Since organisations are increasingly dependent on IT for their operations and profitability, the need for better accountability of technology-related decisions has become a key part of corporate governance, making IT governance a highly strategic subset of the overall enterprise governance.

In the case of IT, governance – or the rules – links IT strategies to the overall enterprise goals and strategies. It also institutionalises best practices for planning, acquiring, implementing and monitoring IT performance; it manages the risks that IT poses to business and it ensures accountability of IT costs.

The IT governance structure

An organisation’s IT strategy committee, or the equivalent, is typically composed of board and non-board members which together form the governance structure that oversees IT governance. They are the rulers who may in turn have sub-committees or groups who are responsible for specific areas of IT governance.

Over the years multiple industry standard IT governance and control frameworks have evolved and are available for enterprises to adopt. The most commonly referred to are: ISO/IEC 38500:2008 Corporate Governance of information technology and the Control Objectives for Information and Related Technology (COBIT).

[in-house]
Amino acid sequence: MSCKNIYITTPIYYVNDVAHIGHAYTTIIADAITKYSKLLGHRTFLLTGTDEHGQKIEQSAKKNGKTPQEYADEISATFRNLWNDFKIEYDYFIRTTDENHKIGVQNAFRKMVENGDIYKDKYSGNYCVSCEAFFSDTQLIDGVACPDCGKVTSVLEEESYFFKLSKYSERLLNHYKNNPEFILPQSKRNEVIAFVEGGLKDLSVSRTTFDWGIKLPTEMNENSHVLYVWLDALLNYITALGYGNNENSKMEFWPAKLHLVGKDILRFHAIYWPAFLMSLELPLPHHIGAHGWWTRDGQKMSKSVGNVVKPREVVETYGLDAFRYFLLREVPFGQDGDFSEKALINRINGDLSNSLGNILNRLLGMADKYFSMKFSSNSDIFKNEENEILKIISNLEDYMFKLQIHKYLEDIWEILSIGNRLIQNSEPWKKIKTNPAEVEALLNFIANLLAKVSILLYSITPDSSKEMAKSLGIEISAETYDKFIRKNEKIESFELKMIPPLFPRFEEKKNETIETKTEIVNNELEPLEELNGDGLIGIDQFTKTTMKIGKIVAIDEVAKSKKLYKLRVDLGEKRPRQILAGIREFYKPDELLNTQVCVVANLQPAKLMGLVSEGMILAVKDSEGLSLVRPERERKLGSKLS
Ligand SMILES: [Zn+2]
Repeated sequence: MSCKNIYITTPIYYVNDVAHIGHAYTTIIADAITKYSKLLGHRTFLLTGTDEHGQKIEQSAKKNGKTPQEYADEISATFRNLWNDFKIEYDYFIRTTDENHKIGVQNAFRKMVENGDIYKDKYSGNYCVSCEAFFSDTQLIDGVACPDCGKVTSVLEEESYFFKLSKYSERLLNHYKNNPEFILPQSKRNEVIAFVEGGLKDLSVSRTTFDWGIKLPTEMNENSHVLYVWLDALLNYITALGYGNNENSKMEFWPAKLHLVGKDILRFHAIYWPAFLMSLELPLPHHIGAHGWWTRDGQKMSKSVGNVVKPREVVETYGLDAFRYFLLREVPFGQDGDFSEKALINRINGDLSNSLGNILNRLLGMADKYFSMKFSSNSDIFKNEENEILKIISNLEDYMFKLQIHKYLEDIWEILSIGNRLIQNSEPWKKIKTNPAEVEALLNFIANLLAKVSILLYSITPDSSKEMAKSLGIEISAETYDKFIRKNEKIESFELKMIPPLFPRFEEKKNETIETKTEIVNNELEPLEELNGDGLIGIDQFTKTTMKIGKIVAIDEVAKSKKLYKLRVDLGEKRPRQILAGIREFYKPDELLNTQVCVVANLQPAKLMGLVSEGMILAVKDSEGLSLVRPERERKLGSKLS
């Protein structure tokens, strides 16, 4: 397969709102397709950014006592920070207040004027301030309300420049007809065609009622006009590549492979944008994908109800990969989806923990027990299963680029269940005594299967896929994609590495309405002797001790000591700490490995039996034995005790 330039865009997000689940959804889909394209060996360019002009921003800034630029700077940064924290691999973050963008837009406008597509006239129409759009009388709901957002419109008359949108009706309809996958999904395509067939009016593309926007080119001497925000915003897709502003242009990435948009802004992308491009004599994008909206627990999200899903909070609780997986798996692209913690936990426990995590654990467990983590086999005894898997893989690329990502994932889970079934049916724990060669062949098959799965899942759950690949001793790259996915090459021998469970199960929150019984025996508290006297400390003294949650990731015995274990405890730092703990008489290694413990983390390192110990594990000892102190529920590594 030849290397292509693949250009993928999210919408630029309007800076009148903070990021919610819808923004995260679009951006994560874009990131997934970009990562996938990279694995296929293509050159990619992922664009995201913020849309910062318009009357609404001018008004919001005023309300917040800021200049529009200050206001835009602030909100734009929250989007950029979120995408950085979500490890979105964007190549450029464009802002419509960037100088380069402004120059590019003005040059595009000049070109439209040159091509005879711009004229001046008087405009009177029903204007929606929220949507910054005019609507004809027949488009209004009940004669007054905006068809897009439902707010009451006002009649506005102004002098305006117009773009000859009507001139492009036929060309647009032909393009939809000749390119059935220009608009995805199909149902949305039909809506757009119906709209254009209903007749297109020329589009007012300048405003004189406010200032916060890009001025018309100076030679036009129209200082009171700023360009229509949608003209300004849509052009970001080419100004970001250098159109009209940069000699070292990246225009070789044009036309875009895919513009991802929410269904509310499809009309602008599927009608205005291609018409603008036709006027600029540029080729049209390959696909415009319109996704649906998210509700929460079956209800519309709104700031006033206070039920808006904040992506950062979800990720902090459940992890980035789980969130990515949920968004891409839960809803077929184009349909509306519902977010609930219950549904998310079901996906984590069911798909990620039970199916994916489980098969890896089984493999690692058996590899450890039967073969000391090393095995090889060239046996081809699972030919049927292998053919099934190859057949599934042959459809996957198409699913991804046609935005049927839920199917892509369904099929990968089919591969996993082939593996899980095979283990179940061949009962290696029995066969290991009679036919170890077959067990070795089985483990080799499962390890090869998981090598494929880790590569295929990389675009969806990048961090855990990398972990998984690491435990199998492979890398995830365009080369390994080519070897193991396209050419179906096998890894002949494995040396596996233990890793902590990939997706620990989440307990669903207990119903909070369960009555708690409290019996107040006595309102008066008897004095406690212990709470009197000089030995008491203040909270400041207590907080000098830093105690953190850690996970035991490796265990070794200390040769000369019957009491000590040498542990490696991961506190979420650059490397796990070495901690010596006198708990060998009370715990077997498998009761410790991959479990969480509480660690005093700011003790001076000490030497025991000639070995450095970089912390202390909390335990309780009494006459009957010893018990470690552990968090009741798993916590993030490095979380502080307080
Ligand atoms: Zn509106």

In addition to these there are also many other related frameworks and methodologies which help enterprises to address specific aspects of their IT governance. Fortunately the Calder-Moir IT Governance Framework has drawn upon and integrated the wide range of management frameworks, standards and methodologies that exists today – some of which overlap and compete – into a conceptual approach that provides an effective visualisation of IT governance.

Where does IT outsourcing governance fit?

Most enterprises today outsource at least some, and in many cases all, of their IT or IT-enabled business services to third parties. Because IT is now such a prominent driver of business success and efficiency, it has become vitally important for organisations to accept that while they may outsource their IT service delivery, they must continue to be accountable for the service delivery to the business. Organisations need to know their third party service providers are following the accepted principles of good governance to ensure they are in a position to effectively manage the risks and continue to deliver value to their corporate customers.

This specific focus, called ‘outsourcing governance’, is essentially a sub-set of IT governance and its primary focus is regulating the interface between the enterprise and the outsourced service provider. One crucial consideration when considering outsourcing governance is that given the close interrelationship between the in-house and outsourced IT environment, focusing on IT outsourcing governance invariably proves inadequate – it must be considered within the context of IT governance as a whole.